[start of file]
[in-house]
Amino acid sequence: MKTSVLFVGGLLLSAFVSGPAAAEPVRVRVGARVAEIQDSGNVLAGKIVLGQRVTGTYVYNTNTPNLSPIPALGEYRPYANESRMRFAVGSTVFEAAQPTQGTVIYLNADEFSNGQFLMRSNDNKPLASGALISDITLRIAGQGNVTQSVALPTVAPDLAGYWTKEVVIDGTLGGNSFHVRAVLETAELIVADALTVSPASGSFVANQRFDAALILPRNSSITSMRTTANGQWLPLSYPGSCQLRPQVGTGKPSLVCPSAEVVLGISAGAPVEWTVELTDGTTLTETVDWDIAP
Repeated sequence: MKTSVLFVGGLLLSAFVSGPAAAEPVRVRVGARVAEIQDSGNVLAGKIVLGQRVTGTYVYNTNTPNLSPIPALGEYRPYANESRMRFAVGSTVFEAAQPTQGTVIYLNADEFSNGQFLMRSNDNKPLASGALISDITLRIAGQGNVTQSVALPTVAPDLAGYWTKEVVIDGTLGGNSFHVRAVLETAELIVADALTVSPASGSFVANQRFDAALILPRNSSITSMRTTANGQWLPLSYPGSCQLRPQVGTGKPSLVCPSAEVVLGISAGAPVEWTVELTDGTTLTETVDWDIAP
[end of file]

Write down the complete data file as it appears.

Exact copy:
[in-house]
Amino acid sequence: MKTSVLFVGGLLLSAFVSGPAAAEPVRVRVGARVAEIQDSGNVLAGKIVLGQRVTGTYVYNTNTPNLSPIPALGEYRPYANESRMRFAVGSTVFEAAQPTQGTVIYLNADEFSNGQFLMRSNDNKPLASGALISDITLRIAGQGNVTQSVALPTVAPDLAGYWTKEVVIDGTLGGNSFHVRAVLETAELIVADALTVSPASGSFVANQRFDAALILPRNSSITSMRTTANGQWLPLSYPGSCQLRPQVGTGKPSLVCPSAEVVLGISAGAPVEWTVELTDGTTLTETVDWDIAP
Repeated sequence: MKTSVLFVGGLLLSAFVSGPAAAEPVRVRVGARVAEIQDSGNVLAGKIVLGQRVTGTYVYNTNTPNLSPIPALGEYRPYANESRMRFAVGSTVFEAAQPTQGTVIYLNADEFSNGQFLMRSNDNKPLASGALISDITLRIAGQGNVTQSVALPTVAPDLAGYWTKEVVIDGTLGGNSFHVRAVLETAELIVADALTVSPASGSFVANQRFDAALILPRNSSITSMRTTANGQWLPLSYPGSCQLRPQVGTGKPSLVCPSAEVVLGISAGAPVEWTVELTDGTTLTETVDWDIAP